CO-Bologna restarts to build new forms of collaborative governance

CO-Bologna restarts to build new forms of collaborative governance

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The long route of the CO-Bologna project – the cooperation agreement between the Municipality of Bologna and Fondazione del Monte of Bologna and Ravenna to deepen and continue in the innovative process and administrative trial started in 2011, aiming to promoting cooperative forms of governance of the commons – is about to restart.

The forthcoming seminar “Bologna Città Collaborativa – il Regolamento sui beni comuni urbani” will indeed offer the opportunity to take on the the state of implementation of the regulations of urban commons from a legal – administrative point of view .

The seminar will take place at the Fondazione del Monte of Bologna and Ravenna on March 22nd, 2016, from 9:30 to 13:30.

Click here for the program of the event.


Il progetto CO-Bologna – un patto di collaborazione tra Comune di Bologna e Fondazione del Monte di Bologna e Ravenna per approfondire e proseguire nel processo di innovazione e sperimentazione amministrativa avviato nel 2011 e diretto a promuovere la collaborazione per la gestione dei beni comuni – riparte con il seminario “Bologna Città Collaborativa – il Regolamento sui beni comuni urbani”. L’evento si terrà il 22 marzo ed ha come obiettivo  fare il punto sullo stato di implementazione del Regolamento sui beni comuni urbani sotto il profilo giuridico-amministrativo.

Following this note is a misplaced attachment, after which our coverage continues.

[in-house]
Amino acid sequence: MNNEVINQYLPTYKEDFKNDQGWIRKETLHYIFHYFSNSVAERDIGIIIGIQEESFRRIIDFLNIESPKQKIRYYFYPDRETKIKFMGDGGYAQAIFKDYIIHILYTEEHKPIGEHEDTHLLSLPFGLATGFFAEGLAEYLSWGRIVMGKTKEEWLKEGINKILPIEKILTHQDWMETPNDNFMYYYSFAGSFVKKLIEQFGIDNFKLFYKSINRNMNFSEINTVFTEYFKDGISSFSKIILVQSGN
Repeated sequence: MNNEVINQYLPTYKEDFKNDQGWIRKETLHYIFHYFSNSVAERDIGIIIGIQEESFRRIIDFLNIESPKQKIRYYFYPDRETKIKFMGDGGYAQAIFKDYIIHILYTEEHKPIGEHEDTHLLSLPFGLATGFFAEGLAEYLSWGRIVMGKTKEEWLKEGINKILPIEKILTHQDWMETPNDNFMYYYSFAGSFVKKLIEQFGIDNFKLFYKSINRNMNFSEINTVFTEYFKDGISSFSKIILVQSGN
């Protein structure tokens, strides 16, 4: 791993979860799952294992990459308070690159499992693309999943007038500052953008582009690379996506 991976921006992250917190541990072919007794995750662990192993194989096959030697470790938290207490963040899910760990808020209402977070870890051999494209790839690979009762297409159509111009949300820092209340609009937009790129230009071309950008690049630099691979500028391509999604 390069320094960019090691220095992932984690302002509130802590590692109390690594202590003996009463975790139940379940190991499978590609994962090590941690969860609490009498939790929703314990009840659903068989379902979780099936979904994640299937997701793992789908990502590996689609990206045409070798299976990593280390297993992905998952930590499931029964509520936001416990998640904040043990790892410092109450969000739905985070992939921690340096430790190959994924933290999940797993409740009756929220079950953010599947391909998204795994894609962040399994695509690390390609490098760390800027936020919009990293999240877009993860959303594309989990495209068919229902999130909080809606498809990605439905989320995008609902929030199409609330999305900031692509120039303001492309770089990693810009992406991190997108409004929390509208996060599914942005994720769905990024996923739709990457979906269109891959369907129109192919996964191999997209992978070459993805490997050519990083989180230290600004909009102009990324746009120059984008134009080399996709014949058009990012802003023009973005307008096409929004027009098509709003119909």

Qui il programma dell’evento.




The regulation issue in the general sharing economy debate is gaining more and more momentum. New disrupting services are spreading, posing the question of their categorization between personal and professional provision and related forms of regulation. If the service is not clearly ascribable to a personal or professional level can be very challenging to apply the right rules. In addition, the new peer-to-peer business models have to face existing structures of regulation designed for old services. This misalignment can impede the economic growth and discourage the development of innovative and useful solutions, but at the same time it can favor situations of tax evasion, privacy violations, and unfair competition[1].